The Corner

Economy & Business

Farming Like It’s 1699

Farm animals under a sky darkened by smoke from the Kincade Fire in Windsor, Calif., October 28, 2019. (Stephen Lam/Reuters)
It’s cheaper to invest in congressmen than in automation

The House is expected to vote Wednesday on the hilariously misnamed Farm Workforce Modernization Act, which would “modernize” agricultural labor right back to the 17th century.

At the core of the bill are several indentured-labor schemes intended to tie current illegal aliens and future “temporary” workers to farm jobs for four to ten years before giving them green cards. The reason for the indenture system is that farmers know from experience that once the illegal aliens or visa workers get green cards, almost all will flee the medieval labor system that prevails in much of fresh fruit and vegetable agriculture.

Fact sheets on the bill are here and here. It provides immediate amnesty to illegal aliens (and their dependents) who have (or claim to have) worked at least part time in agriculture over the past two years. The number of beneficiaries is estimated to be at least 1.5 million.

To prevent the newly legalized illegals from running off to take construction or service jobs in town, the bill gives them a new “Certified Agricultural Worker” visa, which they need to keep for a period of time before becoming free workers. For those who’d already worked illegally in farming for at least ten years, the period of indenture would be four years; eight years for those who’d been working in farming for less than ten years. Only after putting in their time would the amnestied illegals be able to upgrade to get green cards and leave plantation labor behind. A separate ten-year period of indenture for a green card is established for legal workers on the existing (numerically unlimited) H-2A farmworker visa — that’s where future indentured will come from after today’s illegals all get their green cards and hightail it out of the fields.

The bill also mandates use of E-Verify, but only in agriculture — where it would no longer be needed, because with this kind of sweet deal, who’d bother to hire new illegals?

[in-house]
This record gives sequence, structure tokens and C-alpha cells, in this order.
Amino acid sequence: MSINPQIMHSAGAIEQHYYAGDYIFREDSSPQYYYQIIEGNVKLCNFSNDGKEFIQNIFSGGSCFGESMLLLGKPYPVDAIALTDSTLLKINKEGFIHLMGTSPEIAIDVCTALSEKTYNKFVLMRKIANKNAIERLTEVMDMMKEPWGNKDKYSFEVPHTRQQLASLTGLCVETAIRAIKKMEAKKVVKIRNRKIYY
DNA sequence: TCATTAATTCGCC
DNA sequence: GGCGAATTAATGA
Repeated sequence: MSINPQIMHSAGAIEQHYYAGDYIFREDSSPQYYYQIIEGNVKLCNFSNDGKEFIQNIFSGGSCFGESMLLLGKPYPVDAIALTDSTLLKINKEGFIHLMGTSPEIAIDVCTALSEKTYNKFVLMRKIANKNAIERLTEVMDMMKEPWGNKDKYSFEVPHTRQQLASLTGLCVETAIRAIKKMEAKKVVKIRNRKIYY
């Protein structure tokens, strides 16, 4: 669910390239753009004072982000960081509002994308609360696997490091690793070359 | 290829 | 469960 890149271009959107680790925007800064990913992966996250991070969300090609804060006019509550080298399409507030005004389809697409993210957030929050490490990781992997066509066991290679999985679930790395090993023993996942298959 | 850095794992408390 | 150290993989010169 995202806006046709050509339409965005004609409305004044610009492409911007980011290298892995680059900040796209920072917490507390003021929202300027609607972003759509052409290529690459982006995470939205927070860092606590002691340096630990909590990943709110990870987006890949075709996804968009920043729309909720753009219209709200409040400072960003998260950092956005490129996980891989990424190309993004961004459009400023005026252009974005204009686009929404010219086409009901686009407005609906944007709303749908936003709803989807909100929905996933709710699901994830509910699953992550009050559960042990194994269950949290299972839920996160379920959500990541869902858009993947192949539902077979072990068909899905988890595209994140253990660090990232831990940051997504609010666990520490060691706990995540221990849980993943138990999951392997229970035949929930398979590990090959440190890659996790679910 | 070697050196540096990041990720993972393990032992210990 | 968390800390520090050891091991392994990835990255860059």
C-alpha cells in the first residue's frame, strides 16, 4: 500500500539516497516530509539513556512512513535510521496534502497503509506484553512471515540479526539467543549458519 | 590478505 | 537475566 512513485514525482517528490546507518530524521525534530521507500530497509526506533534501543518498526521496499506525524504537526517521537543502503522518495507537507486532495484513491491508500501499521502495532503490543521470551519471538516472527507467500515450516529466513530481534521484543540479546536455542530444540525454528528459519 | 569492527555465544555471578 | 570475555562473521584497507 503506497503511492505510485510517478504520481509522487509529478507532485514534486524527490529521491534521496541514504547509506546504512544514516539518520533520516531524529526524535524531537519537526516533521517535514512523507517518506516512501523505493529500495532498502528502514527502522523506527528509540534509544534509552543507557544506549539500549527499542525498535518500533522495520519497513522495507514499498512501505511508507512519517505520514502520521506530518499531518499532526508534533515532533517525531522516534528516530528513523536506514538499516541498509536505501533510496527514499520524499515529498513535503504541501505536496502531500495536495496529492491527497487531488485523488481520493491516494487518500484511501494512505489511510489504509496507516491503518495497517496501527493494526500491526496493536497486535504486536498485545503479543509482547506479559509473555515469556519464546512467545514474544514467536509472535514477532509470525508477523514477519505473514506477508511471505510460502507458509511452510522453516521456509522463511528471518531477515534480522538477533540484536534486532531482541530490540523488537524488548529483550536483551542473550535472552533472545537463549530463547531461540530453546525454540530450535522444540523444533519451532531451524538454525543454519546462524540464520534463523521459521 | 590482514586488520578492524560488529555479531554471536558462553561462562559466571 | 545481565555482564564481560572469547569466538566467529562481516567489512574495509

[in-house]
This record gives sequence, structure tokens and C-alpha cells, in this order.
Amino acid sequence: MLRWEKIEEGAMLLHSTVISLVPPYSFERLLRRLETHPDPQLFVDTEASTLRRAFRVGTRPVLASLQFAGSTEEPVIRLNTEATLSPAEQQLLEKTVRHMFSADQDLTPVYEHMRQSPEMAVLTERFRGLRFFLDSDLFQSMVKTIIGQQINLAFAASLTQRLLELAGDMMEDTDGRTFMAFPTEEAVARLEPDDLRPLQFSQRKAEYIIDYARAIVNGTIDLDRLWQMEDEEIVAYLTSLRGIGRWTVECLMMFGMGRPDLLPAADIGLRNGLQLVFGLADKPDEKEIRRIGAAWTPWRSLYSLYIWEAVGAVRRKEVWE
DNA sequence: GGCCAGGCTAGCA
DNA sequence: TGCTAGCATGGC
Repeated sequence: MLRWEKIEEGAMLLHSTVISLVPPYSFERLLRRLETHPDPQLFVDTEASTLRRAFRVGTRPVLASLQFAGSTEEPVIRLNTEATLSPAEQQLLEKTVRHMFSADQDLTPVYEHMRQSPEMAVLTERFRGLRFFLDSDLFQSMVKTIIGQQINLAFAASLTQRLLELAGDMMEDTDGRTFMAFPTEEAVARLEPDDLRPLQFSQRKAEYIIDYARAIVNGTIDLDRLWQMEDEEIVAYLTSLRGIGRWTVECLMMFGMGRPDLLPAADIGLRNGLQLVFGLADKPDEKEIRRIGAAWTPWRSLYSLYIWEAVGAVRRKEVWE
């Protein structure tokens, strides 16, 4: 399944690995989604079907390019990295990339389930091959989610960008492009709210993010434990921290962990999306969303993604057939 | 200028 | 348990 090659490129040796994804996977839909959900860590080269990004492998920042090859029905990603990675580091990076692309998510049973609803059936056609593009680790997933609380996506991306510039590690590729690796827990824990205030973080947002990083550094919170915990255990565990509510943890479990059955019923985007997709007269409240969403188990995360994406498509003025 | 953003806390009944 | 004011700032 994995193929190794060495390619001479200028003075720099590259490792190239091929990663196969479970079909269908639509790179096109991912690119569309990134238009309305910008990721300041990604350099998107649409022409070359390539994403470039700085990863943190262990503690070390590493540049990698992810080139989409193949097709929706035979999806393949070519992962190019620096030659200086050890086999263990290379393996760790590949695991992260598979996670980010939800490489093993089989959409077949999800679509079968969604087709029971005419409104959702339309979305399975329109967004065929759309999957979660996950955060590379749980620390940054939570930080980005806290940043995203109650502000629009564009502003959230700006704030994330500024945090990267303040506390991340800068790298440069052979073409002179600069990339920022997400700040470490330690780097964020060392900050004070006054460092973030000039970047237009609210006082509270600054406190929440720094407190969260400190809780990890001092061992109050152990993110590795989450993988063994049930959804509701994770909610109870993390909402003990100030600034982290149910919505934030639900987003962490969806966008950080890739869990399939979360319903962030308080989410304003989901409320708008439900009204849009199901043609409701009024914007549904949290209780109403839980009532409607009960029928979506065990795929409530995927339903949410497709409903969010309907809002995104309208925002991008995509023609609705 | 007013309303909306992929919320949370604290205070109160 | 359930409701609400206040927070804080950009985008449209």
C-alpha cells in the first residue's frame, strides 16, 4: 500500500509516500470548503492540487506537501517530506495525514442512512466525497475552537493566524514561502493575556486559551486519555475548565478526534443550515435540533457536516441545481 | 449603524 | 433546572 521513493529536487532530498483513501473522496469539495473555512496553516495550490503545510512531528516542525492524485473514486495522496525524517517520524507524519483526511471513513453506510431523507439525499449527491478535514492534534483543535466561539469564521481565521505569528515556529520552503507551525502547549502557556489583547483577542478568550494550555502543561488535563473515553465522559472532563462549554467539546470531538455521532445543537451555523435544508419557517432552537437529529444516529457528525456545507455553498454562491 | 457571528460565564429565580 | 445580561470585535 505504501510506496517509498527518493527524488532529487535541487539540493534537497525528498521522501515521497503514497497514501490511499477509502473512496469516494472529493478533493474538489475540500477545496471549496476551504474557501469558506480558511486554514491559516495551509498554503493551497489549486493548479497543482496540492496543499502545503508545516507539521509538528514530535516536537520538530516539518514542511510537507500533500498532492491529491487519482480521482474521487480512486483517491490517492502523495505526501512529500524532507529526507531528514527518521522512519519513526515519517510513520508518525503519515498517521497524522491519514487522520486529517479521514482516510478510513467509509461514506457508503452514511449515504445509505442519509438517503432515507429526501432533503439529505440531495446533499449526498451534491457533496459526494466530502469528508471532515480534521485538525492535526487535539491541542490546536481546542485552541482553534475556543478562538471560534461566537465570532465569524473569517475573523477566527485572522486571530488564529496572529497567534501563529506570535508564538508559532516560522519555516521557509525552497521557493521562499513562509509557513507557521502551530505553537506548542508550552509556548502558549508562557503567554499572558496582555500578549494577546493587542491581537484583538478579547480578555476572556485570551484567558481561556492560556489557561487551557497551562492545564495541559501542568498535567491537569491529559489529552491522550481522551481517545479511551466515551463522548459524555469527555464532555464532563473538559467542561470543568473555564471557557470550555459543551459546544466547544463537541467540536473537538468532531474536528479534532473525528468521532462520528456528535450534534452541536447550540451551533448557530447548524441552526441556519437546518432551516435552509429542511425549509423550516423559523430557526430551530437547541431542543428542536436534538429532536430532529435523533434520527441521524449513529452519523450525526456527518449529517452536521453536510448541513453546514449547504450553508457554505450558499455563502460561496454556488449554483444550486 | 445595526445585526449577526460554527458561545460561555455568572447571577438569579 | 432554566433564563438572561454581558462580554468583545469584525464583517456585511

The bill, H.R. 5038, is co-sponsored by 28 Democrats and 25 Republicans, and was okayed by the House Judiciary Committee last month, without any hearings.

The problems with this 224-page contrivance are several. First, the amnesty.

The last time we did a farmworker amnesty, it resulted in “one of the most extensive immigration frauds ever perpetrated against the United States government” — according to the New York Times, no less. This was the “Special Agricultural Worker” portion of the 1986 Immigration Reform and Control Act (the smaller of the two main amnesties contained in that law), which legalized 1.1 million people, even though there were only about 400,000 people eligible for it. That represents a fraud rate of 64 percent. People received the “farmworker” amnesty even though they claimed, for instance, to have picked watermelons from trees. One of the beneficiaries was Mahmud “The Red” Abouhalima, an Egyptian illegal alien driving a cab in New York, who used his fraudulently acquired status to travel to Afghanistan for terrorist training, which he used in the first World Trade Center attack.

Does anyone think our government has become more conscientious since then?

Then there’s the indenture. Do we really want an entire segment of our economy to be based on the use of unfree labor? The South tried that a while back, with results not necessarily to its advantage.

But put the Peculiar Institution aside and look at post-Civil War sharecropping and tenant farming. The farm workers — white and black — had few options and were essentially tied to their jobs.

Until they weren’t. Once foreign immigration to northern cities was cut off, sharecroppers and tenant farmers started heading north, leaving farm owners at a loss. Who would pick the cotton? Rotting In The Fields, and all that.

This is where the third problem with the Farm Workforce Modernization Act comes in. It actually slows the modernization of farming. When the cotton farmers started seeing their once-captive workforce flee, and didn’t have any established way of importing new serfs, they invested in research and development to automate the harvest. Now no human hand touches a boll of cotton as it is harvested and processed.

So long as American agri-business can rely on a continually replenished supply for foreign labor, it has little incentive to invest in automation. Neil Munro over at Breitbart juxtaposed of a series of tweets by the United Farmworkers, showing hard-working farm laborers, with machines (mostly developed abroad) that doing the same jobs immeasurably faster. Perhaps most striking was a UFW tweet showing a woman, literally kneeling in the dirt, picking radishes with remarkable speed and dexterity, contrasted with a Japanese radish-harvesting machine that was orders of magnitude more productive.

House members will decide this week which of these approaches will they incentivize — high-productivity, modern mechanized agriculture, or the continuation of a system to, as Munro writes, “harvest the crops with methods that have changed little in 10,000 years.”

So long as it’s cheaper to invest in congressmen than in automation, the use of stoop labor will persist.

Mark Krikorian, a nationally recognized expert on immigration issues, has served as Executive Director of the Center for Immigration Studies (CIS) since 1995.

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